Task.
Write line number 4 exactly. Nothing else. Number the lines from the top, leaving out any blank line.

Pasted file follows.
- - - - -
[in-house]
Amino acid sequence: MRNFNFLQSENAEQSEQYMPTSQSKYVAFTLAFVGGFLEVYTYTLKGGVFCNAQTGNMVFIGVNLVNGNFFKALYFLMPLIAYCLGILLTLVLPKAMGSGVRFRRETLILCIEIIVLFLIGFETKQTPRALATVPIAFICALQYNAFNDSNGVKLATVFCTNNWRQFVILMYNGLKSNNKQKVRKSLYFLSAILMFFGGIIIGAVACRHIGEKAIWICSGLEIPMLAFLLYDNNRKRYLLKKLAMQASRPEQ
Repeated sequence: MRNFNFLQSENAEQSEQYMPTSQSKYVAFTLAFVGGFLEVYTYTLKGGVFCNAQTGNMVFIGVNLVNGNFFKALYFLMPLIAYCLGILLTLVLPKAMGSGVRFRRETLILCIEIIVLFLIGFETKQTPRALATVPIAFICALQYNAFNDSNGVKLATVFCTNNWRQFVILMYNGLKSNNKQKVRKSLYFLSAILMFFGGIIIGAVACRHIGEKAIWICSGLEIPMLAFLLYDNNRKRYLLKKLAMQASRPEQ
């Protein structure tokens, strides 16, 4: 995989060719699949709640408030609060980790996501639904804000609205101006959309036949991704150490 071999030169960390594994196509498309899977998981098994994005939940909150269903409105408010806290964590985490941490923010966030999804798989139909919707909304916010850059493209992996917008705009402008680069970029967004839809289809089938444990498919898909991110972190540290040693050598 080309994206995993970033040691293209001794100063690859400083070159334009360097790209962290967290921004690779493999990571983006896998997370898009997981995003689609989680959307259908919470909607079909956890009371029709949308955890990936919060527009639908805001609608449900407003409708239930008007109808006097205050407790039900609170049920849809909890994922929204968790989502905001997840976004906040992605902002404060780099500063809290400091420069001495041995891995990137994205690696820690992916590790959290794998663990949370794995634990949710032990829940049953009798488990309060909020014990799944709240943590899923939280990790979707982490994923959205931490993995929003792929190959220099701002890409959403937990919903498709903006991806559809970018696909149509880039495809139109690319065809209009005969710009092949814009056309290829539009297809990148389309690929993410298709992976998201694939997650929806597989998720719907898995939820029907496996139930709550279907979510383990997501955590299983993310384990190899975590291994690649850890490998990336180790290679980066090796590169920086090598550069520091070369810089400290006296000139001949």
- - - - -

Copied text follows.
């Protein structure tokens, strides 16, 4: 995989060719699949709640408030609060980790996501639904804000609205101006959309036949991704150490 071999030169960390594994196509498309899977998981098994994005939940909150269903409105408010806290964590985490941490923010966030999804798989139909919707909304916010850059493209992996917008705009402008680069970029967004839809289809089938444990498919898909991110972190540290040693050598 080309994206995993970033040691293209001794100063690859400083070159334009360097790209962290967290921004690779493999990571983006896998997370898009997981995003689609989680959307259908919470909607079909956890009371029709949308955890990936919060527009639908805001609608449900407003409708239930008007109808006097205050407790039900609170049920849809909890994922929204968790989502905001997840976004906040992605902002404060780099500063809290400091420069001495041995891995990137994205690696820690992916590790959290794998663990949370794995634990949710032990829940049953009798488990309060909020014990799944709240943590899923939280990790979707982490994923959205931490993995929003792929190959220099701002890409959403937990919903498709903006991806559809970018696909149509880039495809139109690319065809209009005969710009092949814009056309290829539009297809990148389309690929993410298709992976998201694939997650929806597989998720719907898995939820029907496996139930709550279907979510383990997501955590299983993310384990190899975590291994690649850890490998990336180790290679980066090796590169920086090598550069520091070369810089400290006296000139001949």